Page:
Reviewed by Horn Book Guide Reviews (Horn Book Guide Reviews 2002 Spring)
Introductory chapters explain how the orphan train program was begun in the 1850s by Charles Loring Brace and describe the role of agent Clara Comstock in accompanying orphans from New York to their new homes in the Midwest. The experiences of individual riders are described in the anecdotal, often touching text and accompanied by appealing black-and-white photographs. Bib., ind. Copyright 2002 Horn Book Guide Reviews
Reviewed by Horn Book Magazine Reviews (Horn Book Magazine Reviews 2001 #6)
Warren's Boston Globe Horn Book Award winner, Orphan Train Rider: One Boy's True Story, focused on the experiences of a single child. Here Warren tells the stories of several children who rode the orphan trains in the early part of the twentieth century. Introductory chapters explain the program's founding in the early 1850s by Charles Loring Brace and describe the work of the agents who accompanied orphans on the trains from New York to their new homes in the Midwest. Among the children profiled in the anecdotal, often touching text are twin sisters Nettie and Nellie Crook, who flourished under the care of an older couple in Kansas; Art Smith, who was abandoned in a New York department store as an infant and taken in by an Iowa family; and Betty Murray, who was adopted by a prosperous couple while her siblings were raised nearby in somewhat harsher circumstances. While some of the orphans were forced into labor or suffered abuse, those interviewed for this volume-and featured in appealing black-and-white pictures as both children and older adults-grew up in generally pleasant circumstances and went on to rewarding adult lives. Many have become involved in the Orphan Train Heritage Society of America, staging reunions with other former riders and working to educate the public about this intriguing chapter in American history. Includes a brief bibliography and index. Copyright 2001 Horn Book Magazine Reviews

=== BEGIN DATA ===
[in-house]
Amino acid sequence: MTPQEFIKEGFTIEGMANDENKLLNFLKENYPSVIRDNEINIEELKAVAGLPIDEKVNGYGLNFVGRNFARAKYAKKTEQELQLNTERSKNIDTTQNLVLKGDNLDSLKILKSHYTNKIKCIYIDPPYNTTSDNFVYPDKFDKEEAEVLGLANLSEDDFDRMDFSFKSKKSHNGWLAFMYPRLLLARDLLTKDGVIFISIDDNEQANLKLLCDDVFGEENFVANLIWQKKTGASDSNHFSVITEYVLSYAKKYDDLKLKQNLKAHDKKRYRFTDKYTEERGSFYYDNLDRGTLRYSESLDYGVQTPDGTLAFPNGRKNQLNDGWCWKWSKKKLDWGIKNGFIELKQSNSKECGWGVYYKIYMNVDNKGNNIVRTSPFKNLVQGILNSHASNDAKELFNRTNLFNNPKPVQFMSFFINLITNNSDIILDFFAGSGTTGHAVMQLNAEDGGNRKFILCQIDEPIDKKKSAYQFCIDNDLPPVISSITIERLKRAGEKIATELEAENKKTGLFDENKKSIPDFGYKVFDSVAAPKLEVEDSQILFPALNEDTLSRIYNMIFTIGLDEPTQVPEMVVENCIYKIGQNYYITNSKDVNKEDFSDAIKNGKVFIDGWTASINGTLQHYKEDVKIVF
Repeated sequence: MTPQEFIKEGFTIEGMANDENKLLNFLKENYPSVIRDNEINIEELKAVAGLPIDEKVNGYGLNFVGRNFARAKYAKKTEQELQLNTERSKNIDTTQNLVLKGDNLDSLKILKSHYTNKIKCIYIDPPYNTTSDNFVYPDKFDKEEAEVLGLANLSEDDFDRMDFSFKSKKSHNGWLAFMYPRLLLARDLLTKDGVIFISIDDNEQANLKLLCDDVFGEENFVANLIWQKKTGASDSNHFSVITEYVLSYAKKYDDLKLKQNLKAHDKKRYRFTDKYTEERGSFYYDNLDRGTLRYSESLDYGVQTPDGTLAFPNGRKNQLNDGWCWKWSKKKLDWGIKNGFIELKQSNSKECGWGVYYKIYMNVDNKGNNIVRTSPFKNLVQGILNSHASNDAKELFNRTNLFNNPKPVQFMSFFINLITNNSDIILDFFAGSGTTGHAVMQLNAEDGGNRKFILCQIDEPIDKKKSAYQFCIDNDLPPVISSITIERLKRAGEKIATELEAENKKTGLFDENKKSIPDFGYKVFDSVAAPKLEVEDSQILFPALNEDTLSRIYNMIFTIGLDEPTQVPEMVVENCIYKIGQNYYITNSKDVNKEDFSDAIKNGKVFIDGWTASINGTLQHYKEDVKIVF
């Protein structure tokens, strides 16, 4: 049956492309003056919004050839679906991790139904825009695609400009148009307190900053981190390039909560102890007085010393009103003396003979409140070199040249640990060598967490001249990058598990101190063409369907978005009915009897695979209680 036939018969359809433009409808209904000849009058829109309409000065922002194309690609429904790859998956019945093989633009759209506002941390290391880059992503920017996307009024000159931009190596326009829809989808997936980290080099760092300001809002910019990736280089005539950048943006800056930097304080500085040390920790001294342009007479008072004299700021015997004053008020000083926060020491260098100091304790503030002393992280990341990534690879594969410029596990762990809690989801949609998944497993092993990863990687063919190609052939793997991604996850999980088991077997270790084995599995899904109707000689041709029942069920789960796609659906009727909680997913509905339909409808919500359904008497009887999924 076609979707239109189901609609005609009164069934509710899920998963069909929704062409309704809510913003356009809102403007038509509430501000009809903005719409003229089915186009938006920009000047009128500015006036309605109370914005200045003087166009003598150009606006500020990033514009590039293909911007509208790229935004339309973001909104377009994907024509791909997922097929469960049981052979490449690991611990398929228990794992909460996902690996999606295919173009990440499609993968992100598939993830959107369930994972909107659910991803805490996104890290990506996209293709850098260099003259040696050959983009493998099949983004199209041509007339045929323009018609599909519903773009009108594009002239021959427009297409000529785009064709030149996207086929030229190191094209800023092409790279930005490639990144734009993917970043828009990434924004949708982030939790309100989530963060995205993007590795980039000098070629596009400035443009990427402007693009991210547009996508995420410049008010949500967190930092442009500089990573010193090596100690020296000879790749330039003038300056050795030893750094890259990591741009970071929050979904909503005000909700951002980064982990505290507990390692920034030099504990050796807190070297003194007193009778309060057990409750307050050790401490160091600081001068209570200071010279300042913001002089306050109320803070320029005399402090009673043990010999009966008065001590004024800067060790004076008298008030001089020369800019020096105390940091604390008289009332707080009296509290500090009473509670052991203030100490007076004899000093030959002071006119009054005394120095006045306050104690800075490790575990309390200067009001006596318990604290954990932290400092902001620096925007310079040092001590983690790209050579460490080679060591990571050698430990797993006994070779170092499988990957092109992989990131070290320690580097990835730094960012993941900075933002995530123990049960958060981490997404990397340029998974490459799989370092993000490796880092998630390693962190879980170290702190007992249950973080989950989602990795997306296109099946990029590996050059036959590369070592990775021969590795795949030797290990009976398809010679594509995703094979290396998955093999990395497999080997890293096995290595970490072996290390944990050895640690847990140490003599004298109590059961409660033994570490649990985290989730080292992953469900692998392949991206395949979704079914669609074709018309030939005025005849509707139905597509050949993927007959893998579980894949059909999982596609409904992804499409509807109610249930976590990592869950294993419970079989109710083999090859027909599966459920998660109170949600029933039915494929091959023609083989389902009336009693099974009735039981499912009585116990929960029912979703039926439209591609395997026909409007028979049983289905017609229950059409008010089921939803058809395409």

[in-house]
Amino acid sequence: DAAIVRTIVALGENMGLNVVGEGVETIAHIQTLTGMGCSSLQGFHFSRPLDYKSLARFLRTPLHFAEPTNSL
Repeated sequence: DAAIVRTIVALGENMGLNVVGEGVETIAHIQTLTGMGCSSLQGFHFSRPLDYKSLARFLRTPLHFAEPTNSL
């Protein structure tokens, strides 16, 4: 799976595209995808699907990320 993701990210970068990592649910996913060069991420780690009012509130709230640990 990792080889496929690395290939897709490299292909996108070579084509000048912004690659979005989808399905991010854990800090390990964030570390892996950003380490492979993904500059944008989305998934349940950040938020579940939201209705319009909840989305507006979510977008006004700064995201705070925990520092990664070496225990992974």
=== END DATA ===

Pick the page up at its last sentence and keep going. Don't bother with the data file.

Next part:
Reviewed by Publishers Weekly Reviews (PW Reviews 2004 April #1)
Interviews of eight orphan train riders reveal their childhood experiences when they were part of the "placing out" program run by the Children's Aid Society of New York City between 1854 and 1929. "The anecdotes about these brave and lonely children will keep readers traveling on this train," wrote PW. Ages 8-12. (Mar.) Copyright 2004 Reed Business Information.
Reviewed by Publishers Weekly Reviews (PW Reviews 2001 October #1)